Preview: Easton Heist 30 Wheelset

Simply wide

Perhaps it’s a sign of the times, but it’s big news these days when a company debuts a wheelset that doesn’t cost as much as a kidney transplant. Wheels have gotten stupid expensive. While Easton’s $700 Heist wheels aren’t going to qualify as “cheap” or “inexpensive” in anyone’s book, they sell for less coin than a lot of other wheelsets around. More to the point, they have a lot going for them.

EASTON HEIST 30 | $700 | EASTONCYCLING.COM

 
Easton Heist Wheelset

 

WIDE, WIDER AND EVEN WIDER

Not so long ago, Easton kind of kicked off the wider-is-better party (for lightweight wheels, at least) with their Haven wheelset. The Havens have an internal width of 21 millimeters, which seemed crazy wide at the time. But times have changed, and Easton fell a bit behind in the wide-rim arms race. Enter the Heist, which is available in three different internal rim widths: 24, 27 and 30-millimeters. If you’ve been stranded on a desert island for the past eight years, you might wonder why this millimeter crap matters. The basic idea is that wider rims provide better sidewall support for larger volume tires. Or, to put it more plainly, you can run those 2.4 and 2.5-inch tires at the lower tire pressures they deserve without also experiencing tire squirm when you’re cornering hard.

Easton-Heist-Intro

So, which rim width makes sense for you? Easton suggests that riders with a more cross-country bent and a yen for narrower tires are going to dig the 24-millimeter version and that the spunkier and more aggressive you are, the wider you’ll go. Of course, weight might be an issue for you as well. The narrower rims use less material and, no surprise, weigh less. Easton touts the complete 650b wheelset weights as 1650, 1750 and 1790 grams for the 24, 27 and 30-millimeter versions. We opted to test the 30-millimeter version of the 650b wheelset, which registered a weight of 1840 grams—with rim strips and tubeless tire valves.

Heist wheelsets are available in both 650b (27.5-inch) and 29er versions. Not surprisingly, there’s no 26″ option. That news is going to piss some folks off, no doubt, but we’re at a point where complaining about it is like yelling at the sky for being blue. Yes, I ride 26″ too and it bums me out as well, but I’ve already spent too many years slagging this whole 650b thing, so I’ll refrain from flogging that very dead horse.

Easton X5 hub

 

SIMPLE IS AS SIMPLE DOES

There are no fancy, proprietary, rocket-sauce-filled components on the Heist wheelsets. The formula isn’t sexy, but it is reliable. The Heist rims, for instance, don’t sport the fully-sealed design of the Havens. Easton went the less-expensive drill-through-the-rim bed approach. That said, the Heists are “tubeless ready” thanks to an excellent rim strip. I rarely say nice things about rim strips: I, frankly, prefer UST-style rims, but these are ridiculously easy to set up tubeless with a floor pump. By the time the needle on my pump’s gauge had registered 40 psi, the tire beads on my Schwalbes had snapped into place.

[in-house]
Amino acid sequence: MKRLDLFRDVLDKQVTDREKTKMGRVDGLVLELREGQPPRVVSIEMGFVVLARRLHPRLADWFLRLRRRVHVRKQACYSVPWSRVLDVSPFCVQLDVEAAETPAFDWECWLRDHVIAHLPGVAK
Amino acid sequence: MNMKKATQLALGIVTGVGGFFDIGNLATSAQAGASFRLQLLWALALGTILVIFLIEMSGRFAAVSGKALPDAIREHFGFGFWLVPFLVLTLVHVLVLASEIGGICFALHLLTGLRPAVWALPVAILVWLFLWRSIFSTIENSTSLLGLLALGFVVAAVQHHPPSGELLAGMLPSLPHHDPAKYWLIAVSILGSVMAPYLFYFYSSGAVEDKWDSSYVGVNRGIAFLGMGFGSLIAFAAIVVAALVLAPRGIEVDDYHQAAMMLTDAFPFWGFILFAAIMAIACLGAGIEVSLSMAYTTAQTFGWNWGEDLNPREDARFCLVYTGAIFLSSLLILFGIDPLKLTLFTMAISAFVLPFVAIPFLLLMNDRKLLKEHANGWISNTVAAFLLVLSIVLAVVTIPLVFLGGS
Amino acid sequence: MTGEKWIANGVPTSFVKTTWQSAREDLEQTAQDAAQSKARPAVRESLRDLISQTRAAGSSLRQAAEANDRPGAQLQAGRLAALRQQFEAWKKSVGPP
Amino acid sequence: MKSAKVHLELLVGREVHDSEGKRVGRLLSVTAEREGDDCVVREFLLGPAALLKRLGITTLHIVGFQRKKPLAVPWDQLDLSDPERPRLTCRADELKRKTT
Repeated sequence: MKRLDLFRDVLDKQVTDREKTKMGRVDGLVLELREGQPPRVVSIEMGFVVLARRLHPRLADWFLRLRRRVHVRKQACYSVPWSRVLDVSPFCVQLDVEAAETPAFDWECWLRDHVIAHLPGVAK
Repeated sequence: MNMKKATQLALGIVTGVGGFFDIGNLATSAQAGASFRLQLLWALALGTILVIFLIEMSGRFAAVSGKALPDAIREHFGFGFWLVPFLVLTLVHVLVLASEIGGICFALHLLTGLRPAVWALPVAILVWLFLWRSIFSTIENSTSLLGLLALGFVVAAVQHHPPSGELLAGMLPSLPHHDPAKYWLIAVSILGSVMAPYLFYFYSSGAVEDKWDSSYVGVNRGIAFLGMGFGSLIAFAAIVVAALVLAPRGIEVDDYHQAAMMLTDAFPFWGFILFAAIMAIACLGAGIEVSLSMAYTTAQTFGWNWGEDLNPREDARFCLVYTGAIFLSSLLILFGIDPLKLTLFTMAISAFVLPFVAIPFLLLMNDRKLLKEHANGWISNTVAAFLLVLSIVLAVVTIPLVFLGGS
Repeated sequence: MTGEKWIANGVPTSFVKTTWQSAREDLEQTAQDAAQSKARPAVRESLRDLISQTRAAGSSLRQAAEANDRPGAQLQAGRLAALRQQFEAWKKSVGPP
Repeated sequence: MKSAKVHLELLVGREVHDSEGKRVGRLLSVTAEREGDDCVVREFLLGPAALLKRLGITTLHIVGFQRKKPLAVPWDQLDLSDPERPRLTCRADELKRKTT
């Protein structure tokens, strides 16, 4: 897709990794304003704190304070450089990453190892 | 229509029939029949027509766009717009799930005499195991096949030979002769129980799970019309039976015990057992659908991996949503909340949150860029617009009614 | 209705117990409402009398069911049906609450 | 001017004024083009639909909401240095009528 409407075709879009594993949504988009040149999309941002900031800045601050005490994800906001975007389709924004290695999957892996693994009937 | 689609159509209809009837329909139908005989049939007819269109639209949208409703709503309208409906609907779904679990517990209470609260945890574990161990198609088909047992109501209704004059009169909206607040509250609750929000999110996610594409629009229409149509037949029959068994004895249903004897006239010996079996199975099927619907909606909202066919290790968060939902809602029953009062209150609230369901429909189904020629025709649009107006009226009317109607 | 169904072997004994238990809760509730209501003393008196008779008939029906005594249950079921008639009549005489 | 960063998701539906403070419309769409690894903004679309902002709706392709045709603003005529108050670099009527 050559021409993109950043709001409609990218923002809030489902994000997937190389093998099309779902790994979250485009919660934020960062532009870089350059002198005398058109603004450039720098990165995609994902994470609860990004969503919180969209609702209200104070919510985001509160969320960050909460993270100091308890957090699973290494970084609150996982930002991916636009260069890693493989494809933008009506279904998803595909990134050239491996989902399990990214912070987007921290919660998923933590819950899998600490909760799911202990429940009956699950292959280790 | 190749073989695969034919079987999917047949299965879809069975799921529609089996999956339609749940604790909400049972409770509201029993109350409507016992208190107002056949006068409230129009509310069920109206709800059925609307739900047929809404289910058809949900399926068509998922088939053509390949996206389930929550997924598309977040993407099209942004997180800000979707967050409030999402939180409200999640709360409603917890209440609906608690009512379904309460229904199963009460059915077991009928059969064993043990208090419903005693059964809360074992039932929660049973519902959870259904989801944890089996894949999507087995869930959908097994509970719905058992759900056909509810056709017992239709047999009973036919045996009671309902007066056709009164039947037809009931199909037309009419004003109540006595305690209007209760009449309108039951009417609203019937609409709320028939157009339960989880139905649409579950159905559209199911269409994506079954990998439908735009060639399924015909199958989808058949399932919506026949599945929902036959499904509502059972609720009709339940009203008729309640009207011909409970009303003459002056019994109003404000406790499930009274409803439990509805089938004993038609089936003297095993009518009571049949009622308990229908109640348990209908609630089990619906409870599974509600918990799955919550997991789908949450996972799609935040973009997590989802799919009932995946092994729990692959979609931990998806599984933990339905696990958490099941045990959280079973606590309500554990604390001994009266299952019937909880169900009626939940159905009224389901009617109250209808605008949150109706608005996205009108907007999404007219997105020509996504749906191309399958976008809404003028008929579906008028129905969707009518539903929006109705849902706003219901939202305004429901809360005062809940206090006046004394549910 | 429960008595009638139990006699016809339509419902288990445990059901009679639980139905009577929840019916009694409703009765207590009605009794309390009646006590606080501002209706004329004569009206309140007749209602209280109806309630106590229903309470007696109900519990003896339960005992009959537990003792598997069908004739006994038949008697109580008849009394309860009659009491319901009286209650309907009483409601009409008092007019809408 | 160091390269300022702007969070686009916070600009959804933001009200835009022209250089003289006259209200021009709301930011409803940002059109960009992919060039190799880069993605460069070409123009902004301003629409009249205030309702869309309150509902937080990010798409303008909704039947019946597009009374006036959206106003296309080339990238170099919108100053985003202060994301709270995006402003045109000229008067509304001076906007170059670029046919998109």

When it comes to spokes, Easton went traditional: double-butted spokes, laced three cross and ending in brass nipples. Yes, they could have gone with a lighter design or equipped the wheels with aluminum nipples, but Easton is clearly going for the “brick shithouse” build here. If there’s anything surprising about these hoops, it’s that they don’t weigh more. The Heists are dead simple—and that’s not a bad thing at all. As a bonus, the wheels use the same-length spokes, front and rear, non-drive and drive side. Should you bungle something horribly out there on the trail (an inevitability), getting a replacement spoke or three is going to be a breeze. Easton makes it even easier by including five spare spokes with each Heist wheelset.

It’s really the same story with the new X5 hubs at the center of the Heists: big bearings, no preload adjustment required, 3-pawls and a 21-tooth ratchet ring.

The same tire looks very different when you add 9 millimeters of internal rim width. On the left, an Easton Haven. On the right, the new Heist rim.
The same tire looks very different when you add 9 millimeters of internal rim width. On the left, an Easton Haven. On the right, the new Heist rim.

ON THE TRAIL

We went with the widest version possible. If you are all about reducing rotational weight, however, the 24-millimeter version is actually still pretty damn wide; wide enough to satisfy most hard-charging, all-mountain riders. And, at 1,650 grams, that 24-millimeter version actually weighs the same as the original 26″ aluminum Haven. Impressive.

I swapped some aluminum Havens for the Heists and the change was very noticeable. The Heists, equipped with the same Scwhalbe Super Gravity Hans Dampf tires, have a much more stable and planted feel to them. Cornering bite on the tires is more pronounced as well. I’m still in the process of dialing in tire pressure. I was previously running about 25 psi, but with the Heists the happy-point seems to be about 20.

Any issues thus far? I’m running a sorta-round tire, which squares up nicely on the Heist’s rim. It’ll be interesting to see how a more square-profiled tire, such as a Maxxis Minion, fares on this rim. Will it be overkill? We’ll see. Additionally, there are some people who might want something quicker than the Heists’ seventeen degrees of engagement, but I’m not picky in that regard.

The Heists took up residence on my bike a month ago, which means this is truly a preview. Wheels prove themselves over time–anything beyond what I’ve covered here would be drivel without putting more miles on these things. We’ll wait until the end of the season to give you the final verdict. Stay tuned.